March 16, 1992 I turned 13. I also got the chicken pox. In all of my newly-crowned teenage wisdom, I picked the first spot that appeared on my face, despite my mother’s warning, “leave it alone or you will make it so much worse.” The pimple turned out to be the first of about 5,000 pox that made the next two weeks among the most miserable of my entire life.
I laid on the couch day after day certain that death was impending. The fever and itching and just plain discomfort made each breath resemble my last. Perhaps it was my flair for the dramatic, or the fact that she had three other plague-stricken children to take care of, but my mother didn’t seem to think that my situation was quite as dire. Luckily for me, my then 80-something-year-old Nani disagreed and tended to my every need.
As my three brothers healed and went back to school, my mom went back to work while I lay convalescing for the second week with Nani at my side. She brought me Seventeen Magazines, made me Lipton Cup of Soup and watched endless hours of Press Your Luck Reruns. She was my best friend not just when I was sick, but always. There was nothing that she wouldn’t do for me and I simply loved to be with her.
When Press Your Luck turned to the less entertaining Card Sharks, I would flip the channel to VH1 which played an endless loop of Vanessa Williams’, “Save the Best for Last” and TLC’s, “Ain’t too Proud to Beg.” I don’t know if it was the colorful overalls or perhaps the condoms pinned everywhere, but she just, couldn’t, “understand those dirty girls.” Why would they put on such a “performance?” And they would look so much nicer in a, “pretty dress.” For a solid week every time it came on, she laughed and said, “There they are again. Those crazy girls with those dirty pants on.”
Last Friday night while going to see Push the Limit, a friend’s band, perform at Jungle Boogie at the STL Zoo, I spotted one of those crazy girls. T-Boz was there, in the flesh and I was suddenly 13 and starstruck. I can’t lie, I totally followed her, from afar, certain that it was her, but still too shy to approach. With Handsome #3 in his stroller, I pushed toward the Fragile Forest where she stood admiring the animals. Suddenly, Maurmi strikes up a casual conversation with her as if she is a volunteer zookeeper for the day.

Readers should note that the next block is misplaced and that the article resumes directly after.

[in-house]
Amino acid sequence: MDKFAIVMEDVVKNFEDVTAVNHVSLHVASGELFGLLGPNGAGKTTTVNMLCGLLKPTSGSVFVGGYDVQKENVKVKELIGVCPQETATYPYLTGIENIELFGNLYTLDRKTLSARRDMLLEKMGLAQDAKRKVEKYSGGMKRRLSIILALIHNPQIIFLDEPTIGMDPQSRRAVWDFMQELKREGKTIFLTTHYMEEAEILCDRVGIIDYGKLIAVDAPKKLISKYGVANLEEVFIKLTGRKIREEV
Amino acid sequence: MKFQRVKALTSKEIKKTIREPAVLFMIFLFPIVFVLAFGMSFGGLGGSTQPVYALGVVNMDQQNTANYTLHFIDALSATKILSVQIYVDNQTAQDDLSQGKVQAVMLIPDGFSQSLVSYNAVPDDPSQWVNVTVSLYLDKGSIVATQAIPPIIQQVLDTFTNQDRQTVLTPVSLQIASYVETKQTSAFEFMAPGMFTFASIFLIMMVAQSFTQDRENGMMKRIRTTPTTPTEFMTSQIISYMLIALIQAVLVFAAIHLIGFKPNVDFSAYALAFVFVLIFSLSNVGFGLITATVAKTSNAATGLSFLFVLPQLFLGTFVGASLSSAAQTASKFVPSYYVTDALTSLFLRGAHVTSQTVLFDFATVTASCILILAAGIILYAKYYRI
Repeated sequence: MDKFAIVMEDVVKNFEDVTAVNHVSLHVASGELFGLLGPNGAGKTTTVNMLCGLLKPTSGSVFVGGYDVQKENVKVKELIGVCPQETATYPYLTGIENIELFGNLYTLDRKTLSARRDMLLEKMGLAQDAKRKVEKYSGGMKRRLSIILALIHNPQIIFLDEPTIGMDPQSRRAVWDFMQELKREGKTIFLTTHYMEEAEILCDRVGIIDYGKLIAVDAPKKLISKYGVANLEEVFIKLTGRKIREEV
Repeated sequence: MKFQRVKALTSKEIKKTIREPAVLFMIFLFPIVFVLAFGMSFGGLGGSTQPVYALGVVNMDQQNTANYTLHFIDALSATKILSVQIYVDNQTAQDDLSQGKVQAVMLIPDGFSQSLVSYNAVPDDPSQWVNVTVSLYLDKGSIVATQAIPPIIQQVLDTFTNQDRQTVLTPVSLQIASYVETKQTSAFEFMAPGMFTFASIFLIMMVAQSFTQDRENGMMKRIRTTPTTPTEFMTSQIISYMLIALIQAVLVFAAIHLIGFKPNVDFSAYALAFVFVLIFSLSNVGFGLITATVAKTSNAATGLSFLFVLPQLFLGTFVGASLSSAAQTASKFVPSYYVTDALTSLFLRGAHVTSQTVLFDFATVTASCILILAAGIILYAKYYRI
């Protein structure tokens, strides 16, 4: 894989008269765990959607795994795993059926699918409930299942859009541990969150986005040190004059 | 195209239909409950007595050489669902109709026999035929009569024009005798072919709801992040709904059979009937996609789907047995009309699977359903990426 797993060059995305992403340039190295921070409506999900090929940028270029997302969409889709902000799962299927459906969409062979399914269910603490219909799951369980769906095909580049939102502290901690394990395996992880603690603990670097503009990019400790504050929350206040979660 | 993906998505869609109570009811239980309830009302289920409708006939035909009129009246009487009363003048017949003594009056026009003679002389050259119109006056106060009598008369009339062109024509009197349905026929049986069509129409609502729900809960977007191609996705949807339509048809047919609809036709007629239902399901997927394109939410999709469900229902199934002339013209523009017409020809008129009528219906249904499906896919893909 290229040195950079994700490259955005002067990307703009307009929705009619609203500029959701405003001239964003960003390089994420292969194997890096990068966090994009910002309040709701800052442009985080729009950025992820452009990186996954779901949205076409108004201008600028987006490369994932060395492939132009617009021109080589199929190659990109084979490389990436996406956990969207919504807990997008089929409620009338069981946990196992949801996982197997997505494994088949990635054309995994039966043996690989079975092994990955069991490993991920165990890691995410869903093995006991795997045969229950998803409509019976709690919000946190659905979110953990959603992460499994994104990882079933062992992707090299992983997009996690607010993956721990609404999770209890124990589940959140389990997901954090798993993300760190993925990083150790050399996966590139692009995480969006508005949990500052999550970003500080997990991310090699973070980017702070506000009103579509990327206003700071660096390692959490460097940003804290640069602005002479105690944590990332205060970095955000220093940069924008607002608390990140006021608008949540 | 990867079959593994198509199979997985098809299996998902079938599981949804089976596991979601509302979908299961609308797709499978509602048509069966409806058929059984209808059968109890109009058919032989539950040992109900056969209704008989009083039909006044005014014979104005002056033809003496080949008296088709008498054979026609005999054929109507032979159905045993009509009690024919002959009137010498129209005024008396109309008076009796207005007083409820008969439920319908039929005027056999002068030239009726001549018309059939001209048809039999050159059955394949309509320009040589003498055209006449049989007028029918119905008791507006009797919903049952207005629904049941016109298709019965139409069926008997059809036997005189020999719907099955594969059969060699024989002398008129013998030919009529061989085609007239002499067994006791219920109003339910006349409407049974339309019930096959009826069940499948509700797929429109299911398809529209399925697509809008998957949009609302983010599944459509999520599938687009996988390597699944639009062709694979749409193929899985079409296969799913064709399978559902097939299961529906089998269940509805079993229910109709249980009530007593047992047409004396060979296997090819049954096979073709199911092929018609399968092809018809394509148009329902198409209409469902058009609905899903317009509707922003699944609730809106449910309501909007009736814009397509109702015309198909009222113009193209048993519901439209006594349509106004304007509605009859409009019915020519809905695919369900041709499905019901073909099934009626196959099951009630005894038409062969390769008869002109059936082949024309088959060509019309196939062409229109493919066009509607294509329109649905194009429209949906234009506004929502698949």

She was so kind, so friendly and so far from anything ostentatious. I made eye contact and blurted out with tears in my eyes,
“OMG?!?!? Are you who I think you are? You are so beautiful. I just saw you in concert a few months ago. You are just. I am having a moment. Your music. I just. OMG, can I get a picture with you?”
She graciously said, “yes,” ignoring my verbal diarrhea. We exchanged pleasantries and she was on her way. I spent the rest of the evening reveling in the excitement and the fact that my celebrity friend list is no longer just Richard Simmons!
I attended a work event on Saturday morning and made it home just in time to head to Mass before Handsome #1’s evening soccer game. As I sat in church, I saw the date on the bulletin, August 8. It was the eight-year anniversary of my Nani’s death. My heart broke a little, as it does every time I think of her, but I found strength in my faith, knowing that she is with God and her family in heaven.
I smiled to myself as I prepared for communion and the organist began to play, “Here I am Lord.” It was the song played at her funeral and the one that always happens to start the moment that I need it most. I felt her hands on mine and rubbed my thumb over her knuckles just as I had thousands of times in our 28 years together.
As a tear ran down my cheek, I began to laugh. I could see her in the blue recliner eating a bowl of ice cream and giving her disapproving dissertation about T-Boz and her clan. I realized that she had been with me the night before, that she approved of the nice young woman that T-Boz has turned in to and that she still loves me the most. And if she had been there, she would have dispensed the following advice.……
Don’t go chasing waterfalls
Please stick to the rivers and the lakes that you’re used to
I know that you’re gonna have it your way or nothing at all
But I think you’re moving too fast